Dressing The Frets On A Guitar Neck - Allen Eden

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Luthier Shop: Dressing The Frets On A Guitar Neck

Buzzing strings ruining your sound? You may have some worn out frets to take care of. As the frets on your guitar start to wear, they often spread out slightly and become uneven, keeping your strings from sustaining the right notes. Instead of replacing the frets altogether, you can dress the frets and bring them back to level. Let’s take a look at the steps you need to take to dress your frets.

Tools needed

  1. Peg winder
  2. Painter’s tape
  3. Sharpie (or other permanent marker)
  4. Fret beveling file
  5. Fret rocker
  6. Fret kisser
  7. Fret crowning z file
  8. Core sanding sponge
  9. Super fine steel wool\

Filing the bevel

  1. Loosen the strings with a peg winder. If you don’t have a peg winder, you can do this manually.
  2. Remove the retainer bar to clear the strings from the work path.
  3. Stack painter’s tape around the neck pocket to protect the finish of the body. You can also make a guard out of a manilla folder to reuse.
  4. Put a few strips of tape above, behind, and around the nut for protection.
  5. Put the fret beveling file on top of the fretboard, and cut down the edges to a uniform 35-degree angle. The teeth of the beveling file cut both ways, so you can make passes in both directions.
  6. Make sure to be slow and steady while filling as to not jump the edges and file the top of your frets.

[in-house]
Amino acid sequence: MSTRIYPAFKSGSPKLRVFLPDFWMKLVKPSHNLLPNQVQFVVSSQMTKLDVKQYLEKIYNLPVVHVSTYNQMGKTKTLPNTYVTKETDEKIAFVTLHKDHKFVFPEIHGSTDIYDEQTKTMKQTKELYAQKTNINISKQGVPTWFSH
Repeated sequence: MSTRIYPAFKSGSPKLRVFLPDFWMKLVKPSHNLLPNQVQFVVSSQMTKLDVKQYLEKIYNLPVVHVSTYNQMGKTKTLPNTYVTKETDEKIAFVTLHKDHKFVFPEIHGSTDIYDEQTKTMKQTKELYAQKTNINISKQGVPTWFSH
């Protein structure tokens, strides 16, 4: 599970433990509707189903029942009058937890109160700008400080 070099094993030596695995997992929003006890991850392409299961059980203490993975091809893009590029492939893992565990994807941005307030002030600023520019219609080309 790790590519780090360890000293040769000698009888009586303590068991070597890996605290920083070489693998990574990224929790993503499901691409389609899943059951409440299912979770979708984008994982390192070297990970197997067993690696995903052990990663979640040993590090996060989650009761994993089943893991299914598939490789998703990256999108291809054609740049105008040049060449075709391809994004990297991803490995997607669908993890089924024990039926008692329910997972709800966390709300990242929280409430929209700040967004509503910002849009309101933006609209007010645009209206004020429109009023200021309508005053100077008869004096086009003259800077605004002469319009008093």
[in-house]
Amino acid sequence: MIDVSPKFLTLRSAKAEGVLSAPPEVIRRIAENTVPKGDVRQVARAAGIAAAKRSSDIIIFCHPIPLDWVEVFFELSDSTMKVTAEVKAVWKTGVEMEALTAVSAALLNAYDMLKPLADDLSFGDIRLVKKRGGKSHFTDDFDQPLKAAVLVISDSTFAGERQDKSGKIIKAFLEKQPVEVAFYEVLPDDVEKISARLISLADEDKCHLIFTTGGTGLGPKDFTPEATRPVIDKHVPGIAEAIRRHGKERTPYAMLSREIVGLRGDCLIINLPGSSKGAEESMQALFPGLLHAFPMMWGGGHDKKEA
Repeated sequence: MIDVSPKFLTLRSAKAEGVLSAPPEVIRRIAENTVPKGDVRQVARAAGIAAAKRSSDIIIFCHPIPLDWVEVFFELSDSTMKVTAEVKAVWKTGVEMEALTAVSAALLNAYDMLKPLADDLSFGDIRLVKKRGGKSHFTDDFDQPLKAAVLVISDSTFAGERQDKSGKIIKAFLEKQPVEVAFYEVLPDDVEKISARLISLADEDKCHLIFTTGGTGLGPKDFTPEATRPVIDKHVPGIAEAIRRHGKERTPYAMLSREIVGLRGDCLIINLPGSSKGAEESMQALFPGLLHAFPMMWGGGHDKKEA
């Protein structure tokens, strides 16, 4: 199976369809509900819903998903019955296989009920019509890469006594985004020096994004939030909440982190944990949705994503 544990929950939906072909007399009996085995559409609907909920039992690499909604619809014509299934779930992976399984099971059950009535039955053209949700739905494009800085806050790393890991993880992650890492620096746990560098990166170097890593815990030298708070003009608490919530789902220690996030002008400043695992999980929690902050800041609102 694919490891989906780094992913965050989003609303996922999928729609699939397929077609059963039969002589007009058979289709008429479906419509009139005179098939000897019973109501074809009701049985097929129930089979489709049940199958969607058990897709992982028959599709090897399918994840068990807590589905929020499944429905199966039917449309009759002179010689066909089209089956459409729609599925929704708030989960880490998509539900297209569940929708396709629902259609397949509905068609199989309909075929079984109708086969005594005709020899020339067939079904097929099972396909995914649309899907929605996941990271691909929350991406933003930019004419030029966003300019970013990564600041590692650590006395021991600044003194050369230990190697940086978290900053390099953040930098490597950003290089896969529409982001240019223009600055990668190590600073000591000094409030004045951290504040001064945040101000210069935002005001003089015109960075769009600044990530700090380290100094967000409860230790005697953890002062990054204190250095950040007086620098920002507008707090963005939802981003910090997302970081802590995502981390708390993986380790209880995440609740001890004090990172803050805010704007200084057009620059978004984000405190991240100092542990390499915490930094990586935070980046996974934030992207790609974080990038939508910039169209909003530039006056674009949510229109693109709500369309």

7. One the edges are smooth, repeat this process on the other side.

Leveling the frets

  1. Use a fret rocker to inspect the frets.
    1. To do this, put the fret rocker over three frets at a time, and make sure they’re all level.
  2. If the tool rocks back and forth, one of your frets is higher and will cause a buzz to the frets before it. 
  3. If only a few are uneven, you can use a fret kisser to push them into place. 
    1. The fret kisser is the same shape as the fret rocker but is thicker and has indentations along the side. Place the indentations over the uneven frets, and move up and down to even out the fret.
  4. If many of the frets are uneven, use the fret beveling file to even up the frets.
  5. To get the leveling process started, mark the top of the frets with a sharpie. If you accidentally get sharpie on the fretboard, rubbing alcohol will get rid of most of the stain.
  6. Move your fret beveling file down the neck starting from the first fret and moving all the way down to the heel. You’ll see lines where the sharpie has been removed, and the low spots will be in blue.
  7. When everything looks even, check your work with the fret rocker, and hit any remaining spots with the fret kisser.

Crowning and polishing

  1. Mark the top of your frets with a sharpie again going down the neck.
  2. Use a fret crowning z file and rub the file back and forth on the fret till the sharpie is evenly removed. Flip the file to the other side and repeat the process. You should be left with a thin line across the top down the fretboard. Continue this process down the neck until all frets are even.
  3. Place super fine steel wool around each fret, and use your core sanding sponge to bring the frets to a mirror shine. Move down the neck until all frets are polished.
  4. Once that’s done, take off the tape, clean up your guitar, string back to pitch, and shred away! 
Dressing your frets can take some time, but it saves you even more time and money by not having to fully replace the frets. For more luthier info and tools, visit our website.

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